Issues for men with CAH

The problems of weight gain and the side effects of treatment can affect men as much as women. Short stature, which can result for difficulties in treatment of CAH in childhood, can be a particular psychological burden for men. High levels of testosterone in CAH can cause problems with aggression and excessive sex drive in men.

There are two important long term consequences of CAH which only affect men, both of which are the result of too little treatment with cortisol. These are infertility and testicular enlargement. If adrenal suppression is inadequate then the adrenal gland makes too much testosterone. High testosterone production from the adrenal gland can occur because the dose of cortisol is too low or because tablets have been missed. The testicles, which also make testosterone, then shut down as the testosterone levels are high. Unfortunately, 'shutting down' the testicles also means that sperm are not produced in normal quantities and this can cause infertility. Sperm production usually picks up if the adrenal cortisol treatment is increased allowing the testosterone production from the adrenal glands to fall, so the testicles can begin to work again. It can take several months the sperm count to rise after an increase in steroid treatment.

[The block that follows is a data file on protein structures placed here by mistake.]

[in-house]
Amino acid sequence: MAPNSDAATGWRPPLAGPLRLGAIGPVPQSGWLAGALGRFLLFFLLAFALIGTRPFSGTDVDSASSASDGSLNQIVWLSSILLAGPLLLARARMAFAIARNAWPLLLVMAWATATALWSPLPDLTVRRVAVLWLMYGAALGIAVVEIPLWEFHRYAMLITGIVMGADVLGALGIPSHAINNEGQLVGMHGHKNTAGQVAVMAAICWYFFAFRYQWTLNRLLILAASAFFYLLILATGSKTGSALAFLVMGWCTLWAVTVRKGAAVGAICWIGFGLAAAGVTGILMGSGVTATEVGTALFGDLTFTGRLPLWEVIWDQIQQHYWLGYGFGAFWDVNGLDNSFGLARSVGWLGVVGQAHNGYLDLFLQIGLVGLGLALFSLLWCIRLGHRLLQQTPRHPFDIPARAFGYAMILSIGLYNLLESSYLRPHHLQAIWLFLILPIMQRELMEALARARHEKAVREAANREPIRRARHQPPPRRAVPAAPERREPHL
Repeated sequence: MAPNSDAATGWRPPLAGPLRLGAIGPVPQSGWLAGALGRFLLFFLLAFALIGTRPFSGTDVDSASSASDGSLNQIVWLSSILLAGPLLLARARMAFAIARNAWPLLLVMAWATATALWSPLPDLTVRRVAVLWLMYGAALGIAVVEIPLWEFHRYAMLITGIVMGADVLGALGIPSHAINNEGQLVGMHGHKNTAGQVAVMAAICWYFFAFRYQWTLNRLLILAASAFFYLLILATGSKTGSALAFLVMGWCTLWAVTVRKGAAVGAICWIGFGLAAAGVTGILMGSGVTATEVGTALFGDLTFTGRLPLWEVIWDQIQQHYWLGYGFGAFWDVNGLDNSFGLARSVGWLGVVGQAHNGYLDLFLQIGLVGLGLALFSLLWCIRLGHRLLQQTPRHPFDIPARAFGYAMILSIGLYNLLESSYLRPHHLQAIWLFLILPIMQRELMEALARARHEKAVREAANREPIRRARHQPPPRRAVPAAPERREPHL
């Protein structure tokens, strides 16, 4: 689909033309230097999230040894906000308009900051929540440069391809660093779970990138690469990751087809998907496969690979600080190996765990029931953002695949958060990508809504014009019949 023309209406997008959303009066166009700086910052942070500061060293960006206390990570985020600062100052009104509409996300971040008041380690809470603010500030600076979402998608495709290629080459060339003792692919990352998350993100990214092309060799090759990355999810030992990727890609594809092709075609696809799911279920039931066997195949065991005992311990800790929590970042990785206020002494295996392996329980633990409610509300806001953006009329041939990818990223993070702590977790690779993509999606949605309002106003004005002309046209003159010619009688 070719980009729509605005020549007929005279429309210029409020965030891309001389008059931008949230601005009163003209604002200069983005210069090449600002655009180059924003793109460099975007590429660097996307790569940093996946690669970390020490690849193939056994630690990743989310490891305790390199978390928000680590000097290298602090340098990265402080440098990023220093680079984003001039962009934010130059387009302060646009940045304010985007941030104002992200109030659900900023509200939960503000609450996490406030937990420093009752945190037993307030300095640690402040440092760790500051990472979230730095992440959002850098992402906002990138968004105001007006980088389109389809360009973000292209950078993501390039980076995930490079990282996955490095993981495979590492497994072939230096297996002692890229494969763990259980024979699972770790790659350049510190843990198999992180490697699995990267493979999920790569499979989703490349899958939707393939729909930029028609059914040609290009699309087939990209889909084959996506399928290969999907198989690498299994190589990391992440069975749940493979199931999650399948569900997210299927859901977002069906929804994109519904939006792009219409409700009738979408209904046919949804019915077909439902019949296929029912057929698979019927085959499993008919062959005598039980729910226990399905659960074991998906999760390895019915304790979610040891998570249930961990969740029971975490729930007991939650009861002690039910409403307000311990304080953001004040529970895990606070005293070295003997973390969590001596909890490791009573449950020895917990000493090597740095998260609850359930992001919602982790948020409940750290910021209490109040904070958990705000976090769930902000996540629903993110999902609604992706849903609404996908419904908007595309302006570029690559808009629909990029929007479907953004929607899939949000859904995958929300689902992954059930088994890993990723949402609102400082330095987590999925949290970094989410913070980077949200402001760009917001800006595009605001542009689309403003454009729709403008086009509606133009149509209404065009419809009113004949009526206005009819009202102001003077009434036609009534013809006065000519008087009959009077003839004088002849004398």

Testicular enlargement is a rare effect of under dosage of cortisol treatment and it takes many years of inadequate treatment for this to occur. Normal testicles contain a few adrenal cells that enlarge if the levels of cortisol in the body are low. This enlargement usually goes away if the dose of cortisol treatment is increased. Occasionally doctors advise a biopsy of the enlarged testicle to make sure that there is no hidden cancer. CAH does not cause cancer but it is reassuring to make this check.